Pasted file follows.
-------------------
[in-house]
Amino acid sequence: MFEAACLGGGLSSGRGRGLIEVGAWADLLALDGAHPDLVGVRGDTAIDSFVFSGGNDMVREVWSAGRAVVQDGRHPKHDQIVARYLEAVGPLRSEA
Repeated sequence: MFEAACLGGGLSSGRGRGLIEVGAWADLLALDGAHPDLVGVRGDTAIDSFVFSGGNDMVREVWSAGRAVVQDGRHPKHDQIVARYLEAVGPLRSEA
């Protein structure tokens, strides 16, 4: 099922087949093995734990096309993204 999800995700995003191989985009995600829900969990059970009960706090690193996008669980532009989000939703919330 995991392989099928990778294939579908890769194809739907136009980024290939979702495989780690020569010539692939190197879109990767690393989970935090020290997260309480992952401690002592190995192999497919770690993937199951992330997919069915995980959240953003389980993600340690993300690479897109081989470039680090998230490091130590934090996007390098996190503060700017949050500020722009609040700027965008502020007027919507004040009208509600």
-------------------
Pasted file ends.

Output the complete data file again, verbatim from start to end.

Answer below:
[in-house]
Amino acid sequence: MFEAACLGGGLSSGRGRGLIEVGAWADLLALDGAHPDLVGVRGDTAIDSFVFSGGNDMVREVWSAGRAVVQDGRHPKHDQIVARYLEAVGPLRSEA
Repeated sequence: MFEAACLGGGLSSGRGRGLIEVGAWADLLALDGAHPDLVGVRGDTAIDSFVFSGGNDMVREVWSAGRAVVQDGRHPKHDQIVARYLEAVGPLRSEA
């Protein structure tokens, strides 16, 4: 099922087949093995734990096309993204 999800995700995003191989985009995600829900969990059970009960706090690193996008669980532009989000939703919330 995991392989099928990778294939579908890769194809739907136009980024290939979702495989780690020569010539692939190197879109990767690393989970935090020290997260309480992952401690002592190995192999497919770690993937199951992330997919069915995980959240953003389980993600340690993300690479897109081989470039680090998230490091130590934090996007390098996190503060700017949050500020722009609040700027965008502020007027919507004040009208509600």